Is it hard to get your board members excited about raising money?
Our friend Judy Levine of Cause Effective just wrote a terrific piece about the possibility of board members training board members.
She delights in the idea that boards can use our new Train Your Board book to train themselves – without a consultant, professional trainer, or outside expert.
She refers to it as “The Place of We”, where board members envision themselves as a learning community: smart, self-motivated, self-taught, and mutually supportive.
Indeed, we’ve created our training cookbook with the idea that everyone can be a trainer, and everyone can be a fundraiser.
Create a Culture of Learning on Your Board
While reading the book, Judy had an idea.
What if a board decided to run one a fundraising training exercises at every board meeting? Wouldn’t that be a terrific statement of the value of fundraising in our lives?”
Training can become a standard part of your board culture. When people learn together, and practice together they become a stronger, more effective group.
To make it easy for you to create a culture of learning, we included a menu of training exercises just for that purpose in our book of board training exercises.
You’ll find a carefully selected collection of twelve exercises — one for every board meeting in a year.
Each month, you’ll have at your fingertips a brief exercise (15-30 minutes) to help your board members become more comfortable with every aspect of fundraising. Here’s the menu.
Set Up a Board Training Team
If you want to shift the culture of your board through training, someone has to set expectations, choose the relevant exercises, and decide who’ll facilitate each one.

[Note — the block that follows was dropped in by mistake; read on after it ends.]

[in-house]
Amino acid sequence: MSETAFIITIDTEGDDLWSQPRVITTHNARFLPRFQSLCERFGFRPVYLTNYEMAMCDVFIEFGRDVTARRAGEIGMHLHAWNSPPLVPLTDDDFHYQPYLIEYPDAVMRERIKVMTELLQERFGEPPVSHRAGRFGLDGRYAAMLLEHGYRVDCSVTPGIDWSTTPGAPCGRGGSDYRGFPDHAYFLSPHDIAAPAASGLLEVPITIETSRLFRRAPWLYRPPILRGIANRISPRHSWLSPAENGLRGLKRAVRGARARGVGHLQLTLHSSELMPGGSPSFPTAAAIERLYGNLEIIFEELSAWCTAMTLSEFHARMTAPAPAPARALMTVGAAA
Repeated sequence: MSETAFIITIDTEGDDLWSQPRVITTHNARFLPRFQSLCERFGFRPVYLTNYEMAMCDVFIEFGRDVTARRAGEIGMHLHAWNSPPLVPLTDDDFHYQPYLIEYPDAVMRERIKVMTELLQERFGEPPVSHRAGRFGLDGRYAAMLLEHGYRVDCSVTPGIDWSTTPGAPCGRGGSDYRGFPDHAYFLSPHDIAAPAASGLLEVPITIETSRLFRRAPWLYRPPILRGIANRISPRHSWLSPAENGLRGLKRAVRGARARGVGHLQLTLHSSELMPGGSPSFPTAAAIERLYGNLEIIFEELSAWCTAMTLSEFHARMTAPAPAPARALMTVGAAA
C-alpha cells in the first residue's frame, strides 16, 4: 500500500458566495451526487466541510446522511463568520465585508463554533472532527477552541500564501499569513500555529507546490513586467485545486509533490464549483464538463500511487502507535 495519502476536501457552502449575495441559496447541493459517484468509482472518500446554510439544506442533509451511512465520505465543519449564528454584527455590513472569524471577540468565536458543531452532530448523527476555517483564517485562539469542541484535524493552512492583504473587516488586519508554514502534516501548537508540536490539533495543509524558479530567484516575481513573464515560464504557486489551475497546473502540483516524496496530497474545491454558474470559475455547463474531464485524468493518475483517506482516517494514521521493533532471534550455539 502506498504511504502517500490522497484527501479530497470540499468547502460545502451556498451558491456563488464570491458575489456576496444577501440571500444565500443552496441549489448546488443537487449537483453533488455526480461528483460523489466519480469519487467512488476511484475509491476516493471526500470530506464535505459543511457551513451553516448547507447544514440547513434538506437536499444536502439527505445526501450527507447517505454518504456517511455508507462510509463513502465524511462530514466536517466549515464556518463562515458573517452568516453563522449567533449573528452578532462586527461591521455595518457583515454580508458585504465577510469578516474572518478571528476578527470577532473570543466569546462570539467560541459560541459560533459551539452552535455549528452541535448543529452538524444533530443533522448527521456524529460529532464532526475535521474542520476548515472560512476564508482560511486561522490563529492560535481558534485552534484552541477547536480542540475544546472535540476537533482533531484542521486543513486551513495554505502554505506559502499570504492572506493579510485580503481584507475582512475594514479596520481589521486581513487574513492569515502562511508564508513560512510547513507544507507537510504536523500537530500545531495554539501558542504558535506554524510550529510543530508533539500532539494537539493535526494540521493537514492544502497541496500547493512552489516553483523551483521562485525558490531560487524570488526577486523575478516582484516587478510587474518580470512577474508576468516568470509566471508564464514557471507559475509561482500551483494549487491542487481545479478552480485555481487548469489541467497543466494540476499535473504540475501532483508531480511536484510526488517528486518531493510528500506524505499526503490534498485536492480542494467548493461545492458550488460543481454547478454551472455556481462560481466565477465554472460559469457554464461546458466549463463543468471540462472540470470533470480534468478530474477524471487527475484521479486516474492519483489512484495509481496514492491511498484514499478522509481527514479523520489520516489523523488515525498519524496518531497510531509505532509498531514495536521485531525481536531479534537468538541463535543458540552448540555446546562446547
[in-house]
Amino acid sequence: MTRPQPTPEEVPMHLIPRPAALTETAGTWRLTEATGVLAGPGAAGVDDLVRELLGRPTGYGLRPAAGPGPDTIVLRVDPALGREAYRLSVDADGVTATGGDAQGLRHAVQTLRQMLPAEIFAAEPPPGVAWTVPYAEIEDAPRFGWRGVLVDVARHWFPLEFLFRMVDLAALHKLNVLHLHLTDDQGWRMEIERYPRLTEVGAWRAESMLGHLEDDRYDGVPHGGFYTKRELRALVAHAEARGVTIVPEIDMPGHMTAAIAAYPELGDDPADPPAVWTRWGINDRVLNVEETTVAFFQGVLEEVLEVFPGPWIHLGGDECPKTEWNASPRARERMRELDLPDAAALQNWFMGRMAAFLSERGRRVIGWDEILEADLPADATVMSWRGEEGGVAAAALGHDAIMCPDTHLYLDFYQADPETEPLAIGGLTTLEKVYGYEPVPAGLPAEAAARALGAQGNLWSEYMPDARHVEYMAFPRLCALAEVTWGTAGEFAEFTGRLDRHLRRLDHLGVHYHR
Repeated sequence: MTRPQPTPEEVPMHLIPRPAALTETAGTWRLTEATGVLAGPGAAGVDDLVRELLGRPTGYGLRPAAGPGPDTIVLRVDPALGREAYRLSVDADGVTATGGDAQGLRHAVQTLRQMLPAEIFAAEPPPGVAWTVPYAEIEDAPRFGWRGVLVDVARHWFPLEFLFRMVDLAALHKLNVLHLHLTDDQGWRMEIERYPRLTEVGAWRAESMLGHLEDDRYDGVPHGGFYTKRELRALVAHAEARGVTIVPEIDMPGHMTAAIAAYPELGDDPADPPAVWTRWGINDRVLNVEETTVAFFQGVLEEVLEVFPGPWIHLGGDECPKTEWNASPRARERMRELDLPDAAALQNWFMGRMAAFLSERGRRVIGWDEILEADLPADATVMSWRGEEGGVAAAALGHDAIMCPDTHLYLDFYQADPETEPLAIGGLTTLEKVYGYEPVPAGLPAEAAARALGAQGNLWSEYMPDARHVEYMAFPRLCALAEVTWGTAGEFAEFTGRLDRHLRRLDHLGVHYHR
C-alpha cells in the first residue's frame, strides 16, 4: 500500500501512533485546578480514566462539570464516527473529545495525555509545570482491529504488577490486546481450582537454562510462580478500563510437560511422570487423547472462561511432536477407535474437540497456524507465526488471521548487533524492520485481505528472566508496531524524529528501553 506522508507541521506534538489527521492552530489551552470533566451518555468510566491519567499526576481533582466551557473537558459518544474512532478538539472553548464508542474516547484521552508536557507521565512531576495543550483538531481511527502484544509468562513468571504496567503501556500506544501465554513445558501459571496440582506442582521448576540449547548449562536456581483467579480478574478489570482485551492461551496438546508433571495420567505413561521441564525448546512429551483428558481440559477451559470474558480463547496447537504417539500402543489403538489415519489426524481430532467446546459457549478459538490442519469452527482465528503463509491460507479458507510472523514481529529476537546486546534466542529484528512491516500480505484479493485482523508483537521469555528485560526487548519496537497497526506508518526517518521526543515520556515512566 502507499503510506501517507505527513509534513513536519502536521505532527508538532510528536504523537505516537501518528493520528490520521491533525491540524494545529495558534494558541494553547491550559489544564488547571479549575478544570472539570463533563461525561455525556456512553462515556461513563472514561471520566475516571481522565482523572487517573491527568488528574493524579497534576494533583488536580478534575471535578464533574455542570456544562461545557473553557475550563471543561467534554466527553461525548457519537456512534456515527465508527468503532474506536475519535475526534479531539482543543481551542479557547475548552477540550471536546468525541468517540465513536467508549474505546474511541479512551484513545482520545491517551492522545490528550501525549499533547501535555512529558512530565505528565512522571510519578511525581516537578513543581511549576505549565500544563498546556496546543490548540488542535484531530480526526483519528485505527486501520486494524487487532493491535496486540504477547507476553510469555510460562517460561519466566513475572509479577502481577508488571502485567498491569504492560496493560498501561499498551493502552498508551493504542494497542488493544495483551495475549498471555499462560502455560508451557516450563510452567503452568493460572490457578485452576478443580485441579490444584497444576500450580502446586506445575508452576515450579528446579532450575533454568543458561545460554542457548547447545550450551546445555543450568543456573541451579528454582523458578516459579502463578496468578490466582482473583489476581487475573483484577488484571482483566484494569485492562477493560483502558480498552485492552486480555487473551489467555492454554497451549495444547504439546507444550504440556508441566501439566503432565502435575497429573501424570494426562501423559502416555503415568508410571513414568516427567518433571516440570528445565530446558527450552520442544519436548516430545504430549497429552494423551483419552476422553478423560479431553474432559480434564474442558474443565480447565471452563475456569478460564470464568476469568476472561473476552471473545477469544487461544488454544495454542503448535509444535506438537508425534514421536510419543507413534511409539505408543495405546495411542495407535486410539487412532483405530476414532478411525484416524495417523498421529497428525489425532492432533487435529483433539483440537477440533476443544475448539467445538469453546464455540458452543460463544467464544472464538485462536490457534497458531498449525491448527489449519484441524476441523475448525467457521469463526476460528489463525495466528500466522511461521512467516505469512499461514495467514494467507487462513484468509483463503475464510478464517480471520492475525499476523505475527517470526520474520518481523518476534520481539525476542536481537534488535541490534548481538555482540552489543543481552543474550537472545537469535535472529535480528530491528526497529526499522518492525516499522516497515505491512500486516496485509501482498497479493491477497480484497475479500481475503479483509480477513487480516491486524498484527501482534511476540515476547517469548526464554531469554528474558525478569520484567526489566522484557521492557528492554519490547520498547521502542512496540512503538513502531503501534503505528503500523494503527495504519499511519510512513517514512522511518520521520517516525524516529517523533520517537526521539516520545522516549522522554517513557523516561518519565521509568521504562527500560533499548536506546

How about recruiting a small group of board members to serve on a training team?
Their task? To make sure there’s something exciting and useful to learn at every board meeting.
If you’re not keen on creating yet another committee, then broaden the role of your Nominating Committee. Turn it into a Board Development Committee, covering every aspect of board work, including recruitment, orientation, evaluation and (our favorite) board training.
Use Board Training to Create a “Place of We”
Fundraising is a terrific training topic, but there are many other training areas that would get your board functioning at its best. Imagine your board being expert in governance, financial management, running effective meetings, and many topics related to your program and mission.
You don’t have to personally train your board, and you may not need to hire a professional. Just give your board members the tools and opportunities to train themselves, then empower them to move forward – together – one step at a time.
As Judy says, there is something powerful about a place of we.